Half the institutions surveyed have a course in aesthetics taught outside philosophy, usually in fine art, literature, film studies or music, though some courses are also taught in departments of architecture, anthropology, sociology, psychology and education.

One might suppose that there is a relationship between aesthetics offerings in the philosophy department and aesthetics offerings outside philosophy. Aesthetics offerings in departments other than philosophy might sap demand for a philosophy department’s aesthetics courses or it might stimulate it. Tests were run to detect such a relationship.

Contrary to expectation, offerings outside philosophy are not a factor determining whether or not aesthetics is offered within philosophy or, if it is offered, how often it is offered. The teaching of aesthetics outside philosophy neither stimulates nor dampens the teaching of aesthetics within philosophy.

Even so, the survey data indicate that there is widespread demand for courses in aesthetics across the university curriculum. Aesthetics may be one of philosophy’s most successful exports.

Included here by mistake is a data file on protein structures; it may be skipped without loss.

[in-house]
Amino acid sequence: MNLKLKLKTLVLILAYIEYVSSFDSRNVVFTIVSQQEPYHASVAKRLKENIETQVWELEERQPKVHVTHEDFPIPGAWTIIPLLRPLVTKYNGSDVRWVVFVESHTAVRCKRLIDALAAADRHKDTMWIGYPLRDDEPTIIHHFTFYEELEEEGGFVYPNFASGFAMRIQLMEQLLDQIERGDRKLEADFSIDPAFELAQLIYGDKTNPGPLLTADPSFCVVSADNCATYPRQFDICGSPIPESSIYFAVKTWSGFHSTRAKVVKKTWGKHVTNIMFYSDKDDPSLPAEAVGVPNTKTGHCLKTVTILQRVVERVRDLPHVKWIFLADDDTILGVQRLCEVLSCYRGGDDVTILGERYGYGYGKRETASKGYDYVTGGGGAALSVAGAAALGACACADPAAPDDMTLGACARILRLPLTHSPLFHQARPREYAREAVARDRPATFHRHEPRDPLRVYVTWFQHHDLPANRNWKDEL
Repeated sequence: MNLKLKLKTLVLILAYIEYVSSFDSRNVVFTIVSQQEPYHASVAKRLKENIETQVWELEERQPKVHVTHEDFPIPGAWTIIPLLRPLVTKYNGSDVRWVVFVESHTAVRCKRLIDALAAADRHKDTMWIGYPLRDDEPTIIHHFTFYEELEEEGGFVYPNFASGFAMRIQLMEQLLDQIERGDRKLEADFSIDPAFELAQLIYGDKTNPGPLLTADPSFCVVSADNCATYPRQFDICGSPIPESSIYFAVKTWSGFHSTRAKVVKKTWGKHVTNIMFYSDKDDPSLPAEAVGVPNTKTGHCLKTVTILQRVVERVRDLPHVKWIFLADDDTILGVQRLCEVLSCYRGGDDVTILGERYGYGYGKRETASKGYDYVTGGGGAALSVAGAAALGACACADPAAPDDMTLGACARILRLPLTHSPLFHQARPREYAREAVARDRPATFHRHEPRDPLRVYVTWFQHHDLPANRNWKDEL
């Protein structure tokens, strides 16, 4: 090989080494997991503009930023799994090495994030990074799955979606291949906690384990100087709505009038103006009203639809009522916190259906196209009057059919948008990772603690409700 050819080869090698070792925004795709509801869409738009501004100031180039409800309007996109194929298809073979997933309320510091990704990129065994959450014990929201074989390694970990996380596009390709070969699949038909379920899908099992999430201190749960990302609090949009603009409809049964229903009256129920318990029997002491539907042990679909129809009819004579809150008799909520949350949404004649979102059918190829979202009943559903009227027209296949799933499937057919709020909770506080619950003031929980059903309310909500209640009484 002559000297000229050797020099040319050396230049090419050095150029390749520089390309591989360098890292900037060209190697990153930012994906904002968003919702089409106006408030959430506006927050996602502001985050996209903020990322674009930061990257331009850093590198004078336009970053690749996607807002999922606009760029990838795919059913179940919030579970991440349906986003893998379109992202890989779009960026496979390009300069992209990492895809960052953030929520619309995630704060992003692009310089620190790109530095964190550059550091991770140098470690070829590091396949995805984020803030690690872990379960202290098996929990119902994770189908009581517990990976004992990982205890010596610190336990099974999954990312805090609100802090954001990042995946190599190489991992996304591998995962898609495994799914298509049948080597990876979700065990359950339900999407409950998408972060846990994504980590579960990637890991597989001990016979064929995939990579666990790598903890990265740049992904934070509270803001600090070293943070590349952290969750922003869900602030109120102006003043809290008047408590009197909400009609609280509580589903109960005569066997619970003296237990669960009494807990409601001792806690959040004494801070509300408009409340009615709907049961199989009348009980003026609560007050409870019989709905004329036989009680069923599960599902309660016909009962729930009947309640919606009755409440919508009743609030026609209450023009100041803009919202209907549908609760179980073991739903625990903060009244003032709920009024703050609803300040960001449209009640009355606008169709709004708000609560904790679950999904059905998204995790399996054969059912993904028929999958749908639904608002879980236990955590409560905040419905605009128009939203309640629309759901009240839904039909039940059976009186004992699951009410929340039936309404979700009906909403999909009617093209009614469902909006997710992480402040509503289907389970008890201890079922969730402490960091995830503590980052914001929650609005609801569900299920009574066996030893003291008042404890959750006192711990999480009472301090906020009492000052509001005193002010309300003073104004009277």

Aesthetics in Philosophy Courses

Sixty-three percent of departments report that aesthetics is covered sometimes or often in their lower division philosophy courses. This interest carries forward to the upper division, where topics in aesthetics are sometimes or often broached in non-aesthetics courses in an astonishing nine of ten departments.

It would be no surprise to find aesthetics mentioned in historical courses, especially courses in ancient philosophy, Hume, Kant, Hegel and continental philosophy. But it appears that topics in aesthetics also have a home in epistemology, metaphysics, philosophy of language, philosophy of mind, feminist philosophy, ethics and political theory. Aesthetics is clearly extremely well integrated in the philosophy curriculum in North America.

Is there a difference in the way aesthetics is integrated into the curriculum in departments with different orientations? Aesthetics “sometimes” or “often” pops up in non-aesthetics courses in 90 percent of analytically and continentally-oriented departments alike, though it appears “often” in courses offered by seven times as many continental departments as analytic ones. In historically-oriented departments, which are overwhelmingly undergraduate, topics in aesthetics are broached in just over half of non-aesthetics courses.

Undergraduate Aesthetics Courses

Forty-five percent of philosophy departments offer at least one lower division course in aesthetics and 11 percent offer more than one. The average enrolment is 27 students at an average rate of one and a half sections per year.